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What You Should Know About Schizophrenia

Schizophrenia — it is like being in a crowd sometimes and everyone is making you turn turn turn around to listen to them but you are too busy driving the bus.

Here are some questions to ask yourself or a person living with schizophrenia:

  • Do you believe someone is stealing something from you?
  • Are you getting messages from the TV or radio that no one else can hear?
  • Do you hear voices in your head no one else can hear?
  • Do you believe a person or persons can inject you with their thoughts or take your thoughts away?
  • Do you believe people are against you?
  • Do you see things or smell things that aren’t there?

Forget thinking you are a superhero with special powers, because that is a delusion. Thinking that you are special enough to get messages from the TV is also wrong. Schizophrenia trades rational thinking with irrational thinking. It can have you staring at a wall for long periods of time or pacing up and down a hallway. It can only be treated with medication, and still your senses can be jumping around.

Sensory Hallucination

Seeing — Just now a person who was in the same restaurant my mom and I were having breakfast in, threw my notebook on the floor. My notebook didn’t actually end up on the floor, but I faintly saw him standing up frustrated. He was frustrated because I saw him as a delusion, and not as a real vision.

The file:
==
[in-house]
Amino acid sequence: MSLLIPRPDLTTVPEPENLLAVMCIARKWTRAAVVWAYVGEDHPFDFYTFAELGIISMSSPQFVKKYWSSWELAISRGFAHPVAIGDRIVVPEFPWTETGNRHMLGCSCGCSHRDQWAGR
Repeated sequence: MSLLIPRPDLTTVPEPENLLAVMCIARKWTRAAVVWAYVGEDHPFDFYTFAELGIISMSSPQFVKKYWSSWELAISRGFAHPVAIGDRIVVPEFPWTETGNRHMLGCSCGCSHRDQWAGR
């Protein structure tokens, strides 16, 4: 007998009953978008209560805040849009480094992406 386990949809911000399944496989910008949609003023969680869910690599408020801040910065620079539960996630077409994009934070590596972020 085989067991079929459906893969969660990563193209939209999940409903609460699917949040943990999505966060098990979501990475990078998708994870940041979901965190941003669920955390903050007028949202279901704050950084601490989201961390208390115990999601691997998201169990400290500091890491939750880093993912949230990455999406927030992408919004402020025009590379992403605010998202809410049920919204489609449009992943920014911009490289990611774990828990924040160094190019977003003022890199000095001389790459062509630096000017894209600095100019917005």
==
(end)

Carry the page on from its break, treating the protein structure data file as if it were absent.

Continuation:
Smelling — You may be at a fish place and smell hamburgers.

Hearing — Could hear voices that can be insulting or uplifting. Sometimes you think people are listening in to your conversation or can know your thoughts.

Sometimes it can be a feeling not necessarily in touch, but kind of like feeling someone else’s presence. One time I thought Bill Murray (comedian, actor) helped me to write a poem. He thought of the line Chasing windmills.

The man inside your head
Holds his laughter
While you hold your breath
At oncoming cars
And pedestrians
He chases windmills
And belongs with
Friends inside his head
Streaming on the page
No punctuations
From the chaos of conversing
Taking a lower dose of sleep meds
But no vitamins
In the crowd in his head
He is often called upon
But outside his own mind he is no one

It isn’t the best poem; I guess that is Bill Murray’s fault. I didn’t believe it at first but then I got swept up in it.

What Should You Do?

Sometimes medication stops working, and sometimes it takes about 10 years to be put on the right medication. Remember, the pressure in finding the right medication doesn’t fall on your shoulders. All that stuff is hard to understand, so it is better to leave it to a professional. You should be compliant. I have taken pills and have gotten injections. Some have worked a little; some haven’t worked at all. I am trying a new medication as I write this.

Whatever happens, make sure you hang in there. Listen to your doctor, attend group or one-to-one therapy, and remember you are not alone unless you choose to have a pity party or something. I personally have stopped drinking because alcohol can affect your meds negatively. Sometimes you just have to play by the rules.

This piece originally appeared on The Schizophrenia Bulletin, Volume 43, Issue 4, July 2017, Page 683.

Getty image by SanneBerg

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